To create or import a BOM click the "New BOM Tab" menu.
You can open as many tabs as you want at once.
The first thing to do is create a "root"
item - this item doesn't need to be in the inventory
database. All other items need to be added as
children of this item in order for the prices to roll up
to a single item.
Right click anywhere in the whitespace
to open the context menu, select Add/Insert blank item
here (or you could insert an existing item, create a new
item or insert a saved BOM).
Give it a description and set the unit
quantity. After you've added items, changing the
unit quantity recalculates the costs all the way down
the tree, as we'll see later. FYI you can create
multiple root items if you want to store multiple
assemblies in the same file. But they won't roll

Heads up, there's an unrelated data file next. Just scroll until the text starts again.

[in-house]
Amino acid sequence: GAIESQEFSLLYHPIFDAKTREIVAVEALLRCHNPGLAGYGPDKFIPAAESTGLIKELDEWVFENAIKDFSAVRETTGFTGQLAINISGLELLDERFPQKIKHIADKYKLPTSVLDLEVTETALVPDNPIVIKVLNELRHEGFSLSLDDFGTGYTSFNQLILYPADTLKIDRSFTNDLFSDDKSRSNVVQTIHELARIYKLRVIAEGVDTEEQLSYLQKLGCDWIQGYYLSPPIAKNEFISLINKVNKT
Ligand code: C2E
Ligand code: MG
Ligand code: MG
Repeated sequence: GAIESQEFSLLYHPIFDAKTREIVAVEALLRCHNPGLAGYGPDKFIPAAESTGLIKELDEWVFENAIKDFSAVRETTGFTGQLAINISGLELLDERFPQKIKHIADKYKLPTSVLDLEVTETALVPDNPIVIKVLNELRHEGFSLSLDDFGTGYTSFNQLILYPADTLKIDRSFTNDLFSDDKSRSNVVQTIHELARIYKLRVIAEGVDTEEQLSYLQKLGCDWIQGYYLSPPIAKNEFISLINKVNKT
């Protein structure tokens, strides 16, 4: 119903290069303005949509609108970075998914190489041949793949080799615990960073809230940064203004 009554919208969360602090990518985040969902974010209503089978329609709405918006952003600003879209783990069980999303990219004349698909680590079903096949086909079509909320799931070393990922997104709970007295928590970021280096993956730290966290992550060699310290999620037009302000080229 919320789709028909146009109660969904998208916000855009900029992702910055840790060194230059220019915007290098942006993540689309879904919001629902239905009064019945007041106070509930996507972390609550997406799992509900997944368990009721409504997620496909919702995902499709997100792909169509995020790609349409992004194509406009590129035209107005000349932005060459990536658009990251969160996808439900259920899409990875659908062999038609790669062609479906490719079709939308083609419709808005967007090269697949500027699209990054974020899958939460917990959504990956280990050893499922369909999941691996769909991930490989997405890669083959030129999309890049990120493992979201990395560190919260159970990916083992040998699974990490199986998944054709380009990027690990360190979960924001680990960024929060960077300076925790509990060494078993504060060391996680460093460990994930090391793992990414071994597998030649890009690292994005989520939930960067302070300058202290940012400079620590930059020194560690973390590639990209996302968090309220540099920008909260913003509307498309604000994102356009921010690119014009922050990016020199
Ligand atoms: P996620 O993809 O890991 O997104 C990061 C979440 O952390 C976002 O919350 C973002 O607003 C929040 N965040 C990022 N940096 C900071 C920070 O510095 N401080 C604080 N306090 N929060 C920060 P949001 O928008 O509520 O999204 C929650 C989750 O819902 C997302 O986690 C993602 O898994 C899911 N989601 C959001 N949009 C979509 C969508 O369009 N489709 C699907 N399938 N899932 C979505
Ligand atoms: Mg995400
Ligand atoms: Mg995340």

up into a single cost.
You can now add items under this node. From the context
menu, selecting "insert existing item here" opens a
window with the entire inventory to select from.
You can filter items by typing in the Filter box.
You can filter on a selection of fields. Here we
see all items with the word "crystal" in any of the text
fields. Select an item and click OK or
double-click on an item.
As you add items you can see the stock usages, unit
costs and cost rollups at each level.
You can adjust the unit quantities of any item.
Changing one at any level recalculates the entire tree.
BOMcalc will use the correct prices based on the number
of items required.
Here we have changed the unit quantity of the root item
to 5. Notice all of the stock quantites and prices
Notice the checkboxes across the top of the tree view.
Ticking these boxes provides different views of your BOM
costs with in stock, on order and to order considered.
With none of the boxes ticked, these metrics are not
considered and stock shortages, etc. are calculated as
if you had no stock, etc. This gives you a picture
of how many of each item and how much it would cost if
you had no stock at all.
This time we have also ticked "include on order qty" to
see how it affects things. Notice that now the
total cost is blank ($0) now because there's enough
stock to cover the production.